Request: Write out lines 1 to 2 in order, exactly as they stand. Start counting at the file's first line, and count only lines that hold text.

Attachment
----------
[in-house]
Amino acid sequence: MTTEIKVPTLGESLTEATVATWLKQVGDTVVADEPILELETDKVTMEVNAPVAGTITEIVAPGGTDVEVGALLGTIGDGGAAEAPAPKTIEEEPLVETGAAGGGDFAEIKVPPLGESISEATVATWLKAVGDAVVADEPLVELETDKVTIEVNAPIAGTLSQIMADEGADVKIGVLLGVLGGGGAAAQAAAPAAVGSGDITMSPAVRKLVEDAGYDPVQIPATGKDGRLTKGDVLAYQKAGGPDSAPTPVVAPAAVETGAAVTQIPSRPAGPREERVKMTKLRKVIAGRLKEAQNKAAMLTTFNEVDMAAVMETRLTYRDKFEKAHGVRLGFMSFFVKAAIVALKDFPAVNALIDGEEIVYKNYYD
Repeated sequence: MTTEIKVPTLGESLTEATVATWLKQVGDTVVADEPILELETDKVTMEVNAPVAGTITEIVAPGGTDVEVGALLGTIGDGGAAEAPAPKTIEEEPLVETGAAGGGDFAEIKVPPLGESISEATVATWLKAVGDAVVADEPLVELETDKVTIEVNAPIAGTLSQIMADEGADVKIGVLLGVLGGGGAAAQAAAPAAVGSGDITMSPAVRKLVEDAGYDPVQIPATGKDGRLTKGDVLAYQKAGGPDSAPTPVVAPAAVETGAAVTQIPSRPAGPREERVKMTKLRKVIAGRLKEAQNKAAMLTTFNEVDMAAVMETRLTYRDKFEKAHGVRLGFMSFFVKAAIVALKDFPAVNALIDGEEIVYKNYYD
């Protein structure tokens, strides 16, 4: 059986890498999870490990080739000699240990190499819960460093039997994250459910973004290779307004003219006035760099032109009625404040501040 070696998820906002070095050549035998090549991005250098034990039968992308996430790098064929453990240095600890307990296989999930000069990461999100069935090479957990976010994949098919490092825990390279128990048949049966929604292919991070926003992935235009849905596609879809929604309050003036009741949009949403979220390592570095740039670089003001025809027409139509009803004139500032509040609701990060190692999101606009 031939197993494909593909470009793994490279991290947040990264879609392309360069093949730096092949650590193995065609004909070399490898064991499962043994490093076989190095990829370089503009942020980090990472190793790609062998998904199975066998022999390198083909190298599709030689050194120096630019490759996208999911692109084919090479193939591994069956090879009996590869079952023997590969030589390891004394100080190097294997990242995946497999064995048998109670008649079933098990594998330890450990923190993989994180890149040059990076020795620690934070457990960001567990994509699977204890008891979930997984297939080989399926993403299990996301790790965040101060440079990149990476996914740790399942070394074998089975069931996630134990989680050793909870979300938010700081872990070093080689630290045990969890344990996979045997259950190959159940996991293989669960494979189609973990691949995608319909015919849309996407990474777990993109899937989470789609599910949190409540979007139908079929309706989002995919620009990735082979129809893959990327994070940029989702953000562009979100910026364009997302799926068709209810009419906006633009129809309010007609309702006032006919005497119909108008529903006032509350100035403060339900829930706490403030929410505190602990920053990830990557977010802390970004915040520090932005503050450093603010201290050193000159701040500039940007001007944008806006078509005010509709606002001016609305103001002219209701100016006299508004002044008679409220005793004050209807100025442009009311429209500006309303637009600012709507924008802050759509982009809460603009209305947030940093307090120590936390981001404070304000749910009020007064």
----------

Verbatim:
[in-house]
Amino acid sequence: MTTEIKVPTLGESLTEATVATWLKQVGDTVVADEPILELETDKVTMEVNAPVAGTITEIVAPGGTDVEVGALLGTIGDGGAAEAPAPKTIEEEPLVETGAAGGGDFAEIKVPPLGESISEATVATWLKAVGDAVVADEPLVELETDKVTIEVNAPIAGTLSQIMADEGADVKIGVLLGVLGGGGAAAQAAAPAAVGSGDITMSPAVRKLVEDAGYDPVQIPATGKDGRLTKGDVLAYQKAGGPDSAPTPVVAPAAVETGAAVTQIPSRPAGPREERVKMTKLRKVIAGRLKEAQNKAAMLTTFNEVDMAAVMETRLTYRDKFEKAHGVRLGFMSFFVKAAIVALKDFPAVNALIDGEEIVYKNYYD